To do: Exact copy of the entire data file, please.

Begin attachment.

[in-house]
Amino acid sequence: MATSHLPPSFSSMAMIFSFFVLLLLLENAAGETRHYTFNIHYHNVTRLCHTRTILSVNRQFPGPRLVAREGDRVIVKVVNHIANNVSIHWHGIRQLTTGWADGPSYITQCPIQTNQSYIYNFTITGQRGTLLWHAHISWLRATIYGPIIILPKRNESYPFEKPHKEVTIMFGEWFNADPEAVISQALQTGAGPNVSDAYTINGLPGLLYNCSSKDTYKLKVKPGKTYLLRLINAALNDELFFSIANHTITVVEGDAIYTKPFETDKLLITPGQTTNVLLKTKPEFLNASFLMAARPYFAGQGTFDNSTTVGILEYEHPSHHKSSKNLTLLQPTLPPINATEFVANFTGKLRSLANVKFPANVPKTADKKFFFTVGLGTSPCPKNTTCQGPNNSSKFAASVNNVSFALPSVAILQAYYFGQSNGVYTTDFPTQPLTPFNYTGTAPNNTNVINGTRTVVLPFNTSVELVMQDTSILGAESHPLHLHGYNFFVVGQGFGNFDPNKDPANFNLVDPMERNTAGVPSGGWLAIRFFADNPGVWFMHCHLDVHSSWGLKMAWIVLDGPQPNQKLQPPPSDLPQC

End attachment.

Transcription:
[in-house]
Amino acid sequence: MATSHLPPSFSSMAMIFSFFVLLLLLENAAGETRHYTFNIHYHNVTRLCHTRTILSVNRQFPGPRLVAREGDRVIVKVVNHIANNVSIHWHGIRQLTTGWADGPSYITQCPIQTNQSYIYNFTITGQRGTLLWHAHISWLRATIYGPIIILPKRNESYPFEKPHKEVTIMFGEWFNADPEAVISQALQTGAGPNVSDAYTINGLPGLLYNCSSKDTYKLKVKPGKTYLLRLINAALNDELFFSIANHTITVVEGDAIYTKPFETDKLLITPGQTTNVLLKTKPEFLNASFLMAARPYFAGQGTFDNSTTVGILEYEHPSHHKSSKNLTLLQPTLPPINATEFVANFTGKLRSLANVKFPANVPKTADKKFFFTVGLGTSPCPKNTTCQGPNNSSKFAASVNNVSFALPSVAILQAYYFGQSNGVYTTDFPTQPLTPFNYTGTAPNNTNVINGTRTVVLPFNTSVELVMQDTSILGAESHPLHLHGYNFFVVGQGFGNFDPNKDPANFNLVDPMERNTAGVPSGGWLAIRFFADNPGVWFMHCHLDVHSSWGLKMAWIVLDGPQPNQKLQPPPSDLPQC